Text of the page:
Alia Shaukat, “Me, Myself, and My Mixed Identity,” The Bull & Bear: McGill’s Student-Run News Magazine, October 17, 2019. http://bullandbearmcgill.com/me-myself-and-my-mixed-identity/.

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“Self-Portrait in Black and White” doesn’t meaningfully engage with centuries of work from black-identifying scholars who wrote accessibly about their backgrounds, especially those with mixed-race ancestry.

Posted in Excerpts/Quotes on 2019-10-27 17:15Z by Steven

Nor is he [Thomas Chatterton Williams] the first thinker to ponder how multiracial people navigate a world so obsessed with the minutiae of race. Self-Portrait in Black and White doesn’t meaningfully engage with centuries of work from black-identifying scholars who wrote accessibly about their backgrounds, especially those with mixed-race ancestry. Nella Larsen’s novel, Passing, was published nearly a century ago; the former NAACP leader Walter White published his memoir, A Man Called White, in 1948. Upon his death in 1955, The New York Times wrote that the fair-skinned White “could easily have joined the 12,000 Negroes who pass the color-line and disappear into the white majority every year in this country. But he deliberately sacrificed his comfort to publicize himself as a Negro and to devote his entire adult life to completing the emancipation of his people.” Absent from Williams’s memoir is any critical analysis of texts written by White or even by major figures such as Frederick Douglass, W.E.B. DuBois, Angela Davis, or Malcolm X.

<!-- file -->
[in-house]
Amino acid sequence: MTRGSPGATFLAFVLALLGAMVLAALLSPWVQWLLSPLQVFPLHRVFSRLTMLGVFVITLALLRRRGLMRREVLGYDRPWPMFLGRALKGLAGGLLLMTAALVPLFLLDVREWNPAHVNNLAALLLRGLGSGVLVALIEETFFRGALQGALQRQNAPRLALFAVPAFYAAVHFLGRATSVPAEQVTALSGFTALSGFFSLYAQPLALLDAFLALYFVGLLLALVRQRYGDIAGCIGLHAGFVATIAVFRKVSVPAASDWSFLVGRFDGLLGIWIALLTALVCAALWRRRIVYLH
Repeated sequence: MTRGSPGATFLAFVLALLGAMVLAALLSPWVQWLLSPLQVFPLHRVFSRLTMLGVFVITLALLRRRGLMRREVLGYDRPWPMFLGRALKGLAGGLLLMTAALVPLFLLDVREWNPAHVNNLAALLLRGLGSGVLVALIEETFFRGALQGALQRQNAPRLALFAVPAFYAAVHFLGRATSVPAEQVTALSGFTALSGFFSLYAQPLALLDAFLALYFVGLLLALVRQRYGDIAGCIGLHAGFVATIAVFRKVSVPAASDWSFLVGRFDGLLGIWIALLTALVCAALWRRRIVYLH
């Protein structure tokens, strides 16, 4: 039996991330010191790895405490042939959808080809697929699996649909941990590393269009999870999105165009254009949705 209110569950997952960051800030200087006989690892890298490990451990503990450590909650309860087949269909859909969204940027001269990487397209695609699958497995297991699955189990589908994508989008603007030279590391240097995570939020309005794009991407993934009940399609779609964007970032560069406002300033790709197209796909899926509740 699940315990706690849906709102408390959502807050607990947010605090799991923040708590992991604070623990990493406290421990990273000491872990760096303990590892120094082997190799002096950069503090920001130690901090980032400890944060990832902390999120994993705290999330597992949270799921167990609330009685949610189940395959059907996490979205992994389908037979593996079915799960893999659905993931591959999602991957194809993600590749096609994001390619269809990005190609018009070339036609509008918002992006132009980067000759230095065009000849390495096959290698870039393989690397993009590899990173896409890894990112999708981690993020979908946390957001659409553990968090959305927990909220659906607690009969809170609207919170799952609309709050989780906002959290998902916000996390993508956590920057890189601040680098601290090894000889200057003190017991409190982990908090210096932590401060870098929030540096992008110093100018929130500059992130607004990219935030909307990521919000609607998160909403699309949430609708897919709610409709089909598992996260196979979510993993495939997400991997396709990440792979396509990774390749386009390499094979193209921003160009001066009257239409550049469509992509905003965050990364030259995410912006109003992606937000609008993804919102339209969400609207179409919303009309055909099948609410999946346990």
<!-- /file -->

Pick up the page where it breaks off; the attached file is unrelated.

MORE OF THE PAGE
Hannah Giorgis, “A Simplistic View of a Mixed-ish America,” The Atlantic, October 26, 2019. https://www.theatlantic.com/entertainment/archive/2019/10/mixed-ish-thomas-chatterton-williams-race/600679/.

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Identity angst is a luxury of the privileged. And I was privileged. And I was/am angst.

Posted in Excerpts/Quotes on 2019-10-27 16:28Z by Steven